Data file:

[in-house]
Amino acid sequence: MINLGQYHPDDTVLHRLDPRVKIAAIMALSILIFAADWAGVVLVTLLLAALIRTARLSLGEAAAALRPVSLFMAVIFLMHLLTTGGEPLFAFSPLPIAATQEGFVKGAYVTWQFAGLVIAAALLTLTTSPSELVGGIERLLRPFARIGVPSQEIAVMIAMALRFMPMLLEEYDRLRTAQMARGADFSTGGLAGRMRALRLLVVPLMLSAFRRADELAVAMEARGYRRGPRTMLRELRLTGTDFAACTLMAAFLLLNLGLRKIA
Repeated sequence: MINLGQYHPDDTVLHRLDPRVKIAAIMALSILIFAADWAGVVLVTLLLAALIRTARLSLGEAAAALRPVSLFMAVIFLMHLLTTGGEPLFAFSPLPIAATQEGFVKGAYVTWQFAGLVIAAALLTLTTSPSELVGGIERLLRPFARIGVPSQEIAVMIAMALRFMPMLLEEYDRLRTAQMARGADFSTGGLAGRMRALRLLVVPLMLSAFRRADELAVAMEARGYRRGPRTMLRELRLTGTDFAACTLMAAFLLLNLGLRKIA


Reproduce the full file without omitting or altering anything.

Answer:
[in-house]
Amino acid sequence: MINLGQYHPDDTVLHRLDPRVKIAAIMALSILIFAADWAGVVLVTLLLAALIRTARLSLGEAAAALRPVSLFMAVIFLMHLLTTGGEPLFAFSPLPIAATQEGFVKGAYVTWQFAGLVIAAALLTLTTSPSELVGGIERLLRPFARIGVPSQEIAVMIAMALRFMPMLLEEYDRLRTAQMARGADFSTGGLAGRMRALRLLVVPLMLSAFRRADELAVAMEARGYRRGPRTMLRELRLTGTDFAACTLMAAFLLLNLGLRKIA
Repeated sequence: MINLGQYHPDDTVLHRLDPRVKIAAIMALSILIFAADWAGVVLVTLLLAALIRTARLSLGEAAAALRPVSLFMAVIFLMHLLTTGGEPLFAFSPLPIAATQEGFVKGAYVTWQFAGLVIAAALLTLTTSPSELVGGIERLLRPFARIGVPSQEIAVMIAMALRFMPMLLEEYDRLRTAQMARGADFSTGGLAGRMRALRLLVVPLMLSAFRRADELAVAMEARGYRRGPRTMLRELRLTGTDFAACTLMAAFLLLNLGLRKIA